Competition for mates, cub rearing, and other behaviors differ between males and females in large carnivores. Although these differences can be reflected in patterns of habitat use, gender has rarely been incorporated into habitat models. We evaluated differences in habitat use between male and female jaguars in the Mayan Forest of the Yucatan Peninsula by modeling occupancy as a function of land cover type, distance to roads, and sex. Nested models were fitted to high-spatiotemporal resolution satellite (GPS) telemetry, controlled for temporal autocorrelation, and eliminated selection bias of pseudo-absences using a semi-non-parametric bootstrap. Although both male and female jaguars prefer tall forest, short forest was also preferred by females but avoided by males. Whereas females significantly avoided roads, males didn’t and ventured into low-intensity cattle ranching and agriculture. Females’ preference for intact forests and against roads led to their habitat being fragmented to a greater degree than that of males. Models that ignored sexual differences failed to capture the effect of roads and agriculture on jaguar habitat use, blurred the distinction of use between short and tall forest, and underestimated fragmentation of female jaguar habitat; but incorporating these differences increased precision of habitat maps and allowed the identification of potential jaguar-human conflict areas associated with male’s use of cattle and agricultural lands. Specifying sex differences increases the power of habitat models to understand landscape occupancy by large carnivores, and so greater attention should be paid to these differences in their modeling and conservation.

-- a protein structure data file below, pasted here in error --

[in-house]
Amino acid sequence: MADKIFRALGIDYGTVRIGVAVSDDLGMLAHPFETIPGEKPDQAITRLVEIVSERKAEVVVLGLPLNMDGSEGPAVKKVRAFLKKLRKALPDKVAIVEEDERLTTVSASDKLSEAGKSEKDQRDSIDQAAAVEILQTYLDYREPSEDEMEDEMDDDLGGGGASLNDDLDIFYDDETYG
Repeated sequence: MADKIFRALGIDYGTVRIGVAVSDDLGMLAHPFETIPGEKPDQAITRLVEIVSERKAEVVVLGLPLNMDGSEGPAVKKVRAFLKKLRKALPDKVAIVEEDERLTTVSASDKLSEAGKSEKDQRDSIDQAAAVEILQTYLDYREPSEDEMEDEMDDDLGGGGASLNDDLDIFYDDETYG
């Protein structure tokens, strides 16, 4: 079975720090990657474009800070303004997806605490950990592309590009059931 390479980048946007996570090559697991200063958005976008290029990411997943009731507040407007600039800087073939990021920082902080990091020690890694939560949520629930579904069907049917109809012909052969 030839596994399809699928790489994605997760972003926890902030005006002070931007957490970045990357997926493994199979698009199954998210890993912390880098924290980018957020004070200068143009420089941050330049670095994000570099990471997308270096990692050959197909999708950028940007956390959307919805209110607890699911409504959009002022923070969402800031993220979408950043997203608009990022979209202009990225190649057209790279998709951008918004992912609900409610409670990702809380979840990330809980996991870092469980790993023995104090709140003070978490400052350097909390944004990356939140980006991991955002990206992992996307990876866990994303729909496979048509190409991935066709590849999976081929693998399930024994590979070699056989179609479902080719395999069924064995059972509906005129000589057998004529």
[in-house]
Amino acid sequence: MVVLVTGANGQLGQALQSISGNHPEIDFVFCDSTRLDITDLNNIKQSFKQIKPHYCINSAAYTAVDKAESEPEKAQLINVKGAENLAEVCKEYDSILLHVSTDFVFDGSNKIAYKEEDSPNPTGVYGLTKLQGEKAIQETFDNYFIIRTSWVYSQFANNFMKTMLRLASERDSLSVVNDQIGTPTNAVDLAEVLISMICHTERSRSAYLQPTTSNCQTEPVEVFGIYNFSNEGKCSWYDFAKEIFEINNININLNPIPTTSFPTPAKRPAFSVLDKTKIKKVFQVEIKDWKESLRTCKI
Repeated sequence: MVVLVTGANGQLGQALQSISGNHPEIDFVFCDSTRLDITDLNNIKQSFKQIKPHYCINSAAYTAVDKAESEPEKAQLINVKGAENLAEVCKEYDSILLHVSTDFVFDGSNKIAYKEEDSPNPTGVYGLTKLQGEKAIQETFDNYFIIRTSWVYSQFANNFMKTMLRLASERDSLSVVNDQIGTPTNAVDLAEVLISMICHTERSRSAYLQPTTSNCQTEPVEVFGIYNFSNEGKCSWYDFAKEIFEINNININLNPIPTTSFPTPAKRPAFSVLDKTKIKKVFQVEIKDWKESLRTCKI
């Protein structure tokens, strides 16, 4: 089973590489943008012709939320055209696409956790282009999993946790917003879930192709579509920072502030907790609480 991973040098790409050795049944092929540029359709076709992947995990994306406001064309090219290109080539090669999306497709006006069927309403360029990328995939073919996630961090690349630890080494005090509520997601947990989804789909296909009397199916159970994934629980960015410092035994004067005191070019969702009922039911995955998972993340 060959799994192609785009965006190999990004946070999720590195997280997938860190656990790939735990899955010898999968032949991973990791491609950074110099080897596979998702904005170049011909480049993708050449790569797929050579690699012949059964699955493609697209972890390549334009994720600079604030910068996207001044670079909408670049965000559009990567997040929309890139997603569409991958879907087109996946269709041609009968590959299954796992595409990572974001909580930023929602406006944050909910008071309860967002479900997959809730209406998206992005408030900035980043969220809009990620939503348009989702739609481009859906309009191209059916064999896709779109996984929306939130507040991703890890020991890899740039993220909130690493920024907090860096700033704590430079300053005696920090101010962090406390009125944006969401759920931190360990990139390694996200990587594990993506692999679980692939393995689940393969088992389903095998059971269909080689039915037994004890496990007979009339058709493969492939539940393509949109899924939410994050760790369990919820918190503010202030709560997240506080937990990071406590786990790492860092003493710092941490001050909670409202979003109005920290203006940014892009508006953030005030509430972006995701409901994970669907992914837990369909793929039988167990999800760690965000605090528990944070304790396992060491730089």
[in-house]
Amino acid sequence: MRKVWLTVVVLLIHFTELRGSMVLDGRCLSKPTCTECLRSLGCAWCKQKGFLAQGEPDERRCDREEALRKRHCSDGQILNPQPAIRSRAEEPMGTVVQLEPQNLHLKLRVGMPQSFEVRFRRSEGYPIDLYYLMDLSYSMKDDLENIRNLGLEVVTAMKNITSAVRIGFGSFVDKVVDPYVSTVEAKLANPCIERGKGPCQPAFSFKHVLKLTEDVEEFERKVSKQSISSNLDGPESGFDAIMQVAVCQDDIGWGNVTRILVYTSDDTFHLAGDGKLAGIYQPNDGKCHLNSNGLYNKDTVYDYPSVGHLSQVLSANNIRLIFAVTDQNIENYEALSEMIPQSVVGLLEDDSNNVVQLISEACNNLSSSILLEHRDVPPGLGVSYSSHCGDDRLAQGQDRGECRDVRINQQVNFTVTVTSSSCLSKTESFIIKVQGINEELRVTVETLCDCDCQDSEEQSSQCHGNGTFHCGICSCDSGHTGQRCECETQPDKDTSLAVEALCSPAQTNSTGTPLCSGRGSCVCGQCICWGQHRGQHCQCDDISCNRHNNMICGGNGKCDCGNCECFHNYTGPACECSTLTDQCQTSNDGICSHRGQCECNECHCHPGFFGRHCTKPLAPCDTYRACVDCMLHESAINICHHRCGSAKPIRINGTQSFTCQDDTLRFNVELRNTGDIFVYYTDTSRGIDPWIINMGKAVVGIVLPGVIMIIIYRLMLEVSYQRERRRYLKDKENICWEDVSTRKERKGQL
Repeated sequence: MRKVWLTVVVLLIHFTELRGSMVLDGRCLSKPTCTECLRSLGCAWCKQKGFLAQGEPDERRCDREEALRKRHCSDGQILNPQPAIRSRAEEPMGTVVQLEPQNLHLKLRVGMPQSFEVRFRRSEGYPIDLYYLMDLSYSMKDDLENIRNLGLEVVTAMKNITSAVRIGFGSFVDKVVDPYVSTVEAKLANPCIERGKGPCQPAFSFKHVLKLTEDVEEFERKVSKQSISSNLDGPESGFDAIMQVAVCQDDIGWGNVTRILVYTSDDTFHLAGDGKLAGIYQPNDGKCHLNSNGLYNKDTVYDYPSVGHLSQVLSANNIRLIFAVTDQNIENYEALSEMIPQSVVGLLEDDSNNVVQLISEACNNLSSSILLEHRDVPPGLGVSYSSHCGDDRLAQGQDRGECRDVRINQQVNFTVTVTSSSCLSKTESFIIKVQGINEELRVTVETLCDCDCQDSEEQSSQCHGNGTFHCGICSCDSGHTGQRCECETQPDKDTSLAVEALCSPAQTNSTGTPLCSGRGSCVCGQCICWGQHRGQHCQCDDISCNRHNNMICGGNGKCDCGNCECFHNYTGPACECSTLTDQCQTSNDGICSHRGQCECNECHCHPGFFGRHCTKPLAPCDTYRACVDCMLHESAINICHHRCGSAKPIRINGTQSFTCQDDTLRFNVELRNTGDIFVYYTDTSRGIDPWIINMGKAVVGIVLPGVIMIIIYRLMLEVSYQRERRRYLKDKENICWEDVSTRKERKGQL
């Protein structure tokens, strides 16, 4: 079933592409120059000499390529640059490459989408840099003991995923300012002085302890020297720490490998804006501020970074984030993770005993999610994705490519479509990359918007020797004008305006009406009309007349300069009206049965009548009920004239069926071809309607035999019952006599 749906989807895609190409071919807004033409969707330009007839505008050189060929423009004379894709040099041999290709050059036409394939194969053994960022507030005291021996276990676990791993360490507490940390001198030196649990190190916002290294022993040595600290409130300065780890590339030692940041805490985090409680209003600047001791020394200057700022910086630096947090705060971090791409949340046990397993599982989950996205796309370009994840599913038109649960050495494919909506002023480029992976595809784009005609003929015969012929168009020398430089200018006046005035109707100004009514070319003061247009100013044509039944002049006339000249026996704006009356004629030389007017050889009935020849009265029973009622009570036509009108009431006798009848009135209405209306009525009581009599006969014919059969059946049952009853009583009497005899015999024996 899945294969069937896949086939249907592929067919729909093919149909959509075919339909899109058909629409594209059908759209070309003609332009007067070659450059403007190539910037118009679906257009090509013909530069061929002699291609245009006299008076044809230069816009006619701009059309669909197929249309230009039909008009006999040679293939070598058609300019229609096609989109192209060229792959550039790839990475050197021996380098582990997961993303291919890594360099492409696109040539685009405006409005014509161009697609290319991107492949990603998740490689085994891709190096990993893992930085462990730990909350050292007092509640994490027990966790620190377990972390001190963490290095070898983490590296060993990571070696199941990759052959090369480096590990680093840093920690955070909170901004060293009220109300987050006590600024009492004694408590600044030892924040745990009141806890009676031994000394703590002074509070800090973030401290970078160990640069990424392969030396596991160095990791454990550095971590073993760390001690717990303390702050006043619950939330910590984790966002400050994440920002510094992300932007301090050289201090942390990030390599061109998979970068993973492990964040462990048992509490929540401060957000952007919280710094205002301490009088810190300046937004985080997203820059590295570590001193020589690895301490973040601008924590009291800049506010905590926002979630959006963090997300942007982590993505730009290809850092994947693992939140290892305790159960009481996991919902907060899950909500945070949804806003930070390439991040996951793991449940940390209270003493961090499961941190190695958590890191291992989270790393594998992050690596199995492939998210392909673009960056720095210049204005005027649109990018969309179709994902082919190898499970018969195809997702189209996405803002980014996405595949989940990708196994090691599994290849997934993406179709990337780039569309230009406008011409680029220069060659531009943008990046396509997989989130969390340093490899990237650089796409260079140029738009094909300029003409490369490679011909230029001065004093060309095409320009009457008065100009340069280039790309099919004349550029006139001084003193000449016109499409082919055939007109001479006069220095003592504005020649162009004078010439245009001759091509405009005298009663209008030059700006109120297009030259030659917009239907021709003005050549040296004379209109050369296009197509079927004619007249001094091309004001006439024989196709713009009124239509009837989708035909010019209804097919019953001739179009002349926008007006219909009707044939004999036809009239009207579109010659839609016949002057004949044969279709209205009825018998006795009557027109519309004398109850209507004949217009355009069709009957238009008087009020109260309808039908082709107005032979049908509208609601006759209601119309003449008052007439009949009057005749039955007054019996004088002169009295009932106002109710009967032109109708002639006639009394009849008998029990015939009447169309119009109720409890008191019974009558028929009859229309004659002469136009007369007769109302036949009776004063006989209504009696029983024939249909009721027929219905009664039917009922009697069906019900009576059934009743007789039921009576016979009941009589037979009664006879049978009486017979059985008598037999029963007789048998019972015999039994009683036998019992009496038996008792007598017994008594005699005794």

Biological Conservation – Elsevier
Published: Sep 1, 2010
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